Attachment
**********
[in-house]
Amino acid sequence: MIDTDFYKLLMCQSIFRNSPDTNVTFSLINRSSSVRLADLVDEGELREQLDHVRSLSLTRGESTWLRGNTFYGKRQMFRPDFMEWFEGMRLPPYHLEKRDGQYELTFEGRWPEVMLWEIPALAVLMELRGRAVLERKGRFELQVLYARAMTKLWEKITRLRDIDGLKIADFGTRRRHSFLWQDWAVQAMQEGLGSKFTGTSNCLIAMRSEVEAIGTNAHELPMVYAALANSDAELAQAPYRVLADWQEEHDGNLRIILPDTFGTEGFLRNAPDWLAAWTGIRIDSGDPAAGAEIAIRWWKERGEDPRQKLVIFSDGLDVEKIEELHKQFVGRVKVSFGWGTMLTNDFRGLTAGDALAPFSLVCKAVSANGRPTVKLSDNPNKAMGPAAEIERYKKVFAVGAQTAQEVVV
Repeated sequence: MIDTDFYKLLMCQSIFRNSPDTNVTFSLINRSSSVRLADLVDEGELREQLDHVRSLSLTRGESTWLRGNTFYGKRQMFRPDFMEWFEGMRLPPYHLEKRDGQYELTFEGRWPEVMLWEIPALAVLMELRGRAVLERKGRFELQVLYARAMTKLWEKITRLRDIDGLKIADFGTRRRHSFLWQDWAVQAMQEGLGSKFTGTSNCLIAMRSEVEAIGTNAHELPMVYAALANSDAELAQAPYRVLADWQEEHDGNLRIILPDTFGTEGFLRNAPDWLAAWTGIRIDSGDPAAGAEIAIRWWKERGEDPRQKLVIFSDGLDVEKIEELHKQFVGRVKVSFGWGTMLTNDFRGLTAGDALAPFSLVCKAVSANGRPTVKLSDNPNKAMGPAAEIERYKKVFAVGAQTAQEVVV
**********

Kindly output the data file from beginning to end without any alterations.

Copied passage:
[in-house]
Amino acid sequence: MIDTDFYKLLMCQSIFRNSPDTNVTFSLINRSSSVRLADLVDEGELREQLDHVRSLSLTRGESTWLRGNTFYGKRQMFRPDFMEWFEGMRLPPYHLEKRDGQYELTFEGRWPEVMLWEIPALAVLMELRGRAVLERKGRFELQVLYARAMTKLWEKITRLRDIDGLKIADFGTRRRHSFLWQDWAVQAMQEGLGSKFTGTSNCLIAMRSEVEAIGTNAHELPMVYAALANSDAELAQAPYRVLADWQEEHDGNLRIILPDTFGTEGFLRNAPDWLAAWTGIRIDSGDPAAGAEIAIRWWKERGEDPRQKLVIFSDGLDVEKIEELHKQFVGRVKVSFGWGTMLTNDFRGLTAGDALAPFSLVCKAVSANGRPTVKLSDNPNKAMGPAAEIERYKKVFAVGAQTAQEVVV
Repeated sequence: MIDTDFYKLLMCQSIFRNSPDTNVTFSLINRSSSVRLADLVDEGELREQLDHVRSLSLTRGESTWLRGNTFYGKRQMFRPDFMEWFEGMRLPPYHLEKRDGQYELTFEGRWPEVMLWEIPALAVLMELRGRAVLERKGRFELQVLYARAMTKLWEKITRLRDIDGLKIADFGTRRRHSFLWQDWAVQAMQEGLGSKFTGTSNCLIAMRSEVEAIGTNAHELPMVYAALANSDAELAQAPYRVLADWQEEHDGNLRIILPDTFGTEGFLRNAPDWLAAWTGIRIDSGDPAAGAEIAIRWWKERGEDPRQKLVIFSDGLDVEKIEELHKQFVGRVKVSFGWGTMLTNDFRGLTAGDALAPFSLVCKAVSANGRPTVKLSDNPNKAMGPAAEIERYKKVFAVGAQTAQEVVV